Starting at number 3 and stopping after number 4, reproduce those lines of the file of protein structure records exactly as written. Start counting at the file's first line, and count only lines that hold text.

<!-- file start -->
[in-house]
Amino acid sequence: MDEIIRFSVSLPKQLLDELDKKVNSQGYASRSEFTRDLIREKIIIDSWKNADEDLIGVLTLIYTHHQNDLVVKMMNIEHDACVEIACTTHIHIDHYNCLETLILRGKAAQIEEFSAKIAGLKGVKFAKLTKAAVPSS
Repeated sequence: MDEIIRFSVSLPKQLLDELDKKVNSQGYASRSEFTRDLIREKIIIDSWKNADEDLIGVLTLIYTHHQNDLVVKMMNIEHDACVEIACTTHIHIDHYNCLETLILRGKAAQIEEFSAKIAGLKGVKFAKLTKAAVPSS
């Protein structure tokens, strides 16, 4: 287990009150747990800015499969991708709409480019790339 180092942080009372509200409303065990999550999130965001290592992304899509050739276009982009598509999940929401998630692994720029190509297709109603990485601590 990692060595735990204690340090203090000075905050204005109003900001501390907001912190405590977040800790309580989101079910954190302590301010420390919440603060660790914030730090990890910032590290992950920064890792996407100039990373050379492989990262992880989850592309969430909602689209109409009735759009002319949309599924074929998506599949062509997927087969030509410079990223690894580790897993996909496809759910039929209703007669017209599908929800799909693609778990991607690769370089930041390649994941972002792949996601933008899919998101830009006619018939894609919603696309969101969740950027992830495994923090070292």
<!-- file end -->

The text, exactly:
Repeated sequence: MDEIIRFSVSLPKQLLDELDKKVNSQGYASRSEFTRDLIREKIIIDSWKNADEDLIGVLTLIYTHHQNDLVVKMMNIEHDACVEIACTTHIHIDHYNCLETLILRGKAAQIEEFSAKIAGLKGVKFAKLTKAAVPSS
């Protein structure tokens, strides 16, 4: 287990009150747990800015499969991708709409480019790339 180092942080009372509200409303065990999550999130965001290592992304899509050739276009982009598509999940929401998630692994720029190509297709109603990485601590 990692060595735990204690340090203090000075905050204005109003900001501390907001912190405590977040800790309580989101079910954190302590301010420390919440603060660790914030730090990890910032590290992950920064890792996407100039990373050379492989990262992880989850592309969430909602689209109409009735759009002319949309599924074929998506599949062509997927087969030509410079990223690894580790897993996909496809759910039929209703007669017209599908929800799909693609778990991607690769370089930041390649994941972002792949996601933008899919998101830009006619018939894609919603696309969101969740950027992830495994923090070292």